National Trust Coastline Campaign Invites Public Contributions To John Cooper Clarke's Poem Celebrating British Coast

Can You Help This Punk Poet Celebrate The British Coastline?

Does visiting the British Coastline give you a poetic tickle?

The National Trust is inviting the public to help it celebrate 50 years of the Neptune Coastline Campaign, by contributing to a one-off poem, written by the nation for the nation, with a little help from punk poet Dr John Cooper Clarke.

Doctor Clarke will be launching a TV ad on 13 July, which will kick off the first verses of the poem. You can read them here...

Read the beginning of the poem and add your own contributions here

He tells HuffPostUK: "You have to remember that in the British Isles you cannot get more than 75 miles from the coast, so I think a love of the sea is innate in the British people.

John Cooper Clarke has already started his poem, and now he wants others to join in

"The coast is synonymous with happiness – holidays, recreational activities and general human wellbeing, all free of charge. So I am right behind the efforts of the National Trust in making the coast accessible to young and old and ensuring the pathways are kept open so people of the UK, now and in the future, can continue enjoying its beauty."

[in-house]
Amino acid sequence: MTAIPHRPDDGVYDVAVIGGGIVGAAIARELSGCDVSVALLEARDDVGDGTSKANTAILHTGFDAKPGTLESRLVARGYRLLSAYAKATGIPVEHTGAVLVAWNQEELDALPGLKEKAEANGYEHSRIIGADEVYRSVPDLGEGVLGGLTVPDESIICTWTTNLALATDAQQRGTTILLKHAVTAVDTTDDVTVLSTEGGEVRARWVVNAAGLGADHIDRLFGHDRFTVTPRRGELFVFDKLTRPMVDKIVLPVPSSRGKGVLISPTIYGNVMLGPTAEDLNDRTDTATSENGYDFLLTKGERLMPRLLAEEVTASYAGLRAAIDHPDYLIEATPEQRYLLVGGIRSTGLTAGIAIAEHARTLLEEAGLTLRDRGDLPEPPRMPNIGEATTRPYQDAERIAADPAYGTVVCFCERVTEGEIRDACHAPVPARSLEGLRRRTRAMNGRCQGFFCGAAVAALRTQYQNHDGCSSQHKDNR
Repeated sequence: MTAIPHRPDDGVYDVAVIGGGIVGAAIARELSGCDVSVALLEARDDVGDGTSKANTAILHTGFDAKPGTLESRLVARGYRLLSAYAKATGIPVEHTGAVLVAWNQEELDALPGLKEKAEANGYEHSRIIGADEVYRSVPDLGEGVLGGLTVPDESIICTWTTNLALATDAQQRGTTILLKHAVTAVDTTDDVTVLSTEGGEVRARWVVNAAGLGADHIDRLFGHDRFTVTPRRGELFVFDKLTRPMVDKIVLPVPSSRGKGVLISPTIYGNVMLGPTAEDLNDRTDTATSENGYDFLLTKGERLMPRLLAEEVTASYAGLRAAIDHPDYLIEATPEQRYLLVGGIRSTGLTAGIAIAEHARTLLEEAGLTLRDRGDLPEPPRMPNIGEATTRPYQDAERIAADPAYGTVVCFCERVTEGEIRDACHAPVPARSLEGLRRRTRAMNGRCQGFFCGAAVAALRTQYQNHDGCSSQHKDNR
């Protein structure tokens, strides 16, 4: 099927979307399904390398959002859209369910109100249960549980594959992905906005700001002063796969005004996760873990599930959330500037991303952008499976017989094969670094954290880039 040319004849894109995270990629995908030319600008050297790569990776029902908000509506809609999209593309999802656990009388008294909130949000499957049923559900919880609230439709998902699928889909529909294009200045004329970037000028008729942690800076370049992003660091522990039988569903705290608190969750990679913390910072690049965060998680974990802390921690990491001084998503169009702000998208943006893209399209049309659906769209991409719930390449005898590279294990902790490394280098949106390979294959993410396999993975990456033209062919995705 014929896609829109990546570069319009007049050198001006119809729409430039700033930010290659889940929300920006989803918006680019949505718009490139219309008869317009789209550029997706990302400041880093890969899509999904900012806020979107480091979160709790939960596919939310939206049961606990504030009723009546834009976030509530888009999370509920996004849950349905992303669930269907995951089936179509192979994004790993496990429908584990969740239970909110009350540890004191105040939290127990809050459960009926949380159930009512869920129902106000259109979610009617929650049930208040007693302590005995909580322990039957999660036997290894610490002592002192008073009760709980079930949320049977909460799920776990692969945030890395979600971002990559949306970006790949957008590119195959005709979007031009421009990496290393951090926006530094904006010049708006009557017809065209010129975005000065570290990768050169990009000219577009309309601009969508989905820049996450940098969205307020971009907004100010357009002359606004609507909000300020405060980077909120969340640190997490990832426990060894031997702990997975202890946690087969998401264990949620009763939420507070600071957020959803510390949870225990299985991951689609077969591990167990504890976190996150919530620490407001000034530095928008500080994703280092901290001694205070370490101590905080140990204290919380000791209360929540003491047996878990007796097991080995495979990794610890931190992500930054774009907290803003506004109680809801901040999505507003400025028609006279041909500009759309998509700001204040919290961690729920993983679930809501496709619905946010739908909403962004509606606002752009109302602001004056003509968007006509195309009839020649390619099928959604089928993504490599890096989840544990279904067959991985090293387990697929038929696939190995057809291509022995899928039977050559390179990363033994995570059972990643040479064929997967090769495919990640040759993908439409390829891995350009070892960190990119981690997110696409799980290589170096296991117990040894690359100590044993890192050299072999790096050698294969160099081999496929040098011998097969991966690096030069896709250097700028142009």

What is he looking for in contributions from the public?

"We are looking for the people of this country to share their love of the coast with us in the form of photographs, tweets, poetry, drawings or sounds using #lovethecoast," explains Doctor Clarke.

"This can be their memories of the past, plans for the future, enjoyment of the present – anything that conveys their love of our diverse coastline."

The campaign will then invite the public to submit contributions that sum up their love for the Coast, for example, past memories, trips they plan to make, over the summer months, to help inspire Dr. John Cooper Clarke to create the rest of the verses of the poem, using contributions the public have made as their inspiration.

This is the beginning of a summer-long campaign full of National Trust activities, from working with writers, artists and musicians to capture what the coast means to the nation, to encouraging families to get down to their nearest beaches and go rock pooling, wave jumping and crab-catching.


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